Ratan Lahkar produced and directed more than 150 dramas and his group provided employment to thousands of performing artists, technicians and workers, with majority of them belonging to underprivileged sections of society. As mentioned earlier, these artists had long been underpaid and never socially recognized for their contributions. In their sunset years after retirement, they had to fall back on menial work to keep body and soul together. From the very inception of Kohinoor Theatre, Ratan Lahkar adopted a just policy of wage distribution and special health and insurance facilities for its workers. Only because of his initiative, the Government of Assam drafted a bill for mobile theatre in 2010, mely ‘The Assam Theatre (Regulation and Artists’ Welfare Fund) Act, 2010′, for controlling administrative and fincial magement of different mobile theatre groups registered under this specific law. Sadly, the State government thereafter never got round to implement this bill as an Act.
Ratan Lahkar had a powerful vision to safeguard the future of mobile theatre in Assam, keeping in mind equally its commercial, artistic, technical and socio-cultural aspects. In an interview taken by this author in 2013, he said – “Mobile theatre will survive till the Assamese people survive. I cannot, however, predict whether mobile theatre will be able to maintain the same quality or not. But it will survive for sure. One point I would like to clarify here. The organizers who invite us to perform do so with profit motive. We have to earn for them enough so that they can keep some amount after meeting all expenses including payment to us. They need this money because often a mobile theatre group is invited to serve a far greater cause like construction of permanent building for schools etc.”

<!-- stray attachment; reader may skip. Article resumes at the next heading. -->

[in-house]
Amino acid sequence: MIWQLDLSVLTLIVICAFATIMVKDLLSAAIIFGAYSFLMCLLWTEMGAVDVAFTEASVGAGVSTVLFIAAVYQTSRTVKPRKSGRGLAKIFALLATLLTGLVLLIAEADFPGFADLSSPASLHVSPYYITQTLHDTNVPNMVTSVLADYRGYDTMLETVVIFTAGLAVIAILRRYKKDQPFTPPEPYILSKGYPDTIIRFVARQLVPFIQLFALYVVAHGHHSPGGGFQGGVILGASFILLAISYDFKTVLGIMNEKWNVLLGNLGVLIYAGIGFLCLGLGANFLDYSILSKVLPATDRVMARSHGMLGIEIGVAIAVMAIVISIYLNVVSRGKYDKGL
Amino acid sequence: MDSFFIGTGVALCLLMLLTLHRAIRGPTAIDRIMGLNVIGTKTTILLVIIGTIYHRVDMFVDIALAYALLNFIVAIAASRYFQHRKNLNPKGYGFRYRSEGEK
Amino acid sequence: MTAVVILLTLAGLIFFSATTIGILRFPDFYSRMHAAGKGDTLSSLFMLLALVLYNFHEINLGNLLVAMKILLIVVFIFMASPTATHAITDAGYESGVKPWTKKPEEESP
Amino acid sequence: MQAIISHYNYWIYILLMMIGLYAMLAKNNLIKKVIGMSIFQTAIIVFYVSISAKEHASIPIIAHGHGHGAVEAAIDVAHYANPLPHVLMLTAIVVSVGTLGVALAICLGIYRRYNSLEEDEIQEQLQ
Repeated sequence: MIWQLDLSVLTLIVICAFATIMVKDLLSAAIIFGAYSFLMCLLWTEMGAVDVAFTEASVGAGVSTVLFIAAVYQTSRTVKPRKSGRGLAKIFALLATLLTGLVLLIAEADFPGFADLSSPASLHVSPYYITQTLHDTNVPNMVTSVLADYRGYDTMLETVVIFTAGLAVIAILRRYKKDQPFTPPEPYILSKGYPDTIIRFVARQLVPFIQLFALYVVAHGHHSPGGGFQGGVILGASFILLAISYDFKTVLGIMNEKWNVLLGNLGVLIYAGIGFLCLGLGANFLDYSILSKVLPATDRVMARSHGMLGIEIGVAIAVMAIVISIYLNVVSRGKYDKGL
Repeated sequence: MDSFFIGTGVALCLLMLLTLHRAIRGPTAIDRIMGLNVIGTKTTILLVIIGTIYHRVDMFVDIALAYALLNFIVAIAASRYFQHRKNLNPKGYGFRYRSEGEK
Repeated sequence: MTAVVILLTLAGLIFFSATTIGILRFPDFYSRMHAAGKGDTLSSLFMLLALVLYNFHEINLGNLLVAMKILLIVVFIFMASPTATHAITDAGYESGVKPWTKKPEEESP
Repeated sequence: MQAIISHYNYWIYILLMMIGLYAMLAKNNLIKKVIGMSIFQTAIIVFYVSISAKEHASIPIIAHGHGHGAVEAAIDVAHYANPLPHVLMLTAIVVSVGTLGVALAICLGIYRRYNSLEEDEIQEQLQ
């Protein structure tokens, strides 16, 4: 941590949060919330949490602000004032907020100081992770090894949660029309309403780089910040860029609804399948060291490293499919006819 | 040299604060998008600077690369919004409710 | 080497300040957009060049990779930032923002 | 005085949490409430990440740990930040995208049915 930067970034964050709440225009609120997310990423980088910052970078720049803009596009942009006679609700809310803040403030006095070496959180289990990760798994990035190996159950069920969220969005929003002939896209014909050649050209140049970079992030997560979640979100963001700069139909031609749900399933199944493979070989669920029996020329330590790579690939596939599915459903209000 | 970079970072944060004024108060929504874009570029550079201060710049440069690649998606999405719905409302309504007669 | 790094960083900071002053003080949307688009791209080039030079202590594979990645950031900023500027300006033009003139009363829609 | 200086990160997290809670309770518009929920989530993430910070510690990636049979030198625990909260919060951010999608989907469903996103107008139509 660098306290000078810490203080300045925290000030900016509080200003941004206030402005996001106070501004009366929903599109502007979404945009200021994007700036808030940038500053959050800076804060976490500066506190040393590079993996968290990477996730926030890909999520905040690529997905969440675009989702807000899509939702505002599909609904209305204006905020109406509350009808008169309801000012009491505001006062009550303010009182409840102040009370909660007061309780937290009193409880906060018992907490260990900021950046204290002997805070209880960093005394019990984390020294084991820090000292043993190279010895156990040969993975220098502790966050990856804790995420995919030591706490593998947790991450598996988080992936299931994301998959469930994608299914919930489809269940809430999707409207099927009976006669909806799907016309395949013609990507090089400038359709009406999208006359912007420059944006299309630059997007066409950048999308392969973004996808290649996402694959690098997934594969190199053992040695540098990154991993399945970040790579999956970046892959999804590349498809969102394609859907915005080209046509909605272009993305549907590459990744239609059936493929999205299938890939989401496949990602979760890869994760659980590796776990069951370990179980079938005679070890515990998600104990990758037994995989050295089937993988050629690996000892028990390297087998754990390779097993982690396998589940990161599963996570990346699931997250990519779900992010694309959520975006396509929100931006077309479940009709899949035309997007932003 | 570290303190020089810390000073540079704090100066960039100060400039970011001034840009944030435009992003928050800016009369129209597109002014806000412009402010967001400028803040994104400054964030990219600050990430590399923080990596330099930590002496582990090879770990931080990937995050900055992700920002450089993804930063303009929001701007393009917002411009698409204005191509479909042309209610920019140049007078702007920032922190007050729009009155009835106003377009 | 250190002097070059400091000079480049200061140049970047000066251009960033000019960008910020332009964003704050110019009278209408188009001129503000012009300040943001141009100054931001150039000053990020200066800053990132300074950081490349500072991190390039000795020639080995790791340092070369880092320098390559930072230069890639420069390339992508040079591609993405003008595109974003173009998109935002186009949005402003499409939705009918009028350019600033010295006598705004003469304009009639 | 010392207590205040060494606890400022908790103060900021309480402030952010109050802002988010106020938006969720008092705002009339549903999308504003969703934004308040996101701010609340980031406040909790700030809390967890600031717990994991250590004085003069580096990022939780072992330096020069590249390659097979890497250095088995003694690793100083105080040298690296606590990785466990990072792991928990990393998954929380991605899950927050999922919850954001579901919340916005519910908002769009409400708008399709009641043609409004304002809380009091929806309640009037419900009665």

“I can cite two examples here. The people of Tangla and Dhekiajuli will always remember the contribution of Kohinoor Theatre in the construction of Tangla Girls’ High School and Dhekiajuli Girls’ High School. So, there is a commercial aspect to our performances. We have to think about the market. So, the market decides our limit of experimentation. Within this limit, we have been experimenting a lot. Matir Garhi, Aseemot Jar Heral Seema, Purush, Soraguri Chapori, Titanic etc., will speak for my efforts.
“But, at the same time, I am against compromising with quality of our production. I believe that good drama can be produced and staged even without compromising with the commercial aspect of it. Some people accuse us of ‘corrupting our culture’. They say, we are playing to the gallery and incorporating cheap glamour, ignoring our responsibility towards preserving and promoting Assamese culture. For these critics, this is what I have to say – we go to one place and stay there for three-four days. We perform, on average, for seven hours a day. What do you do during the rest of the year to preserve and promote Assamese culture?”
This stalwart of mobile theatre will always be remembered as a powerful, immensely talented and versatile actor, a visiory director, a master technician, a courageous producer deeply committed to performing art, and last but not the least, as the trailblazer who has bequeathed a successful business model to mobile theatre in Assam.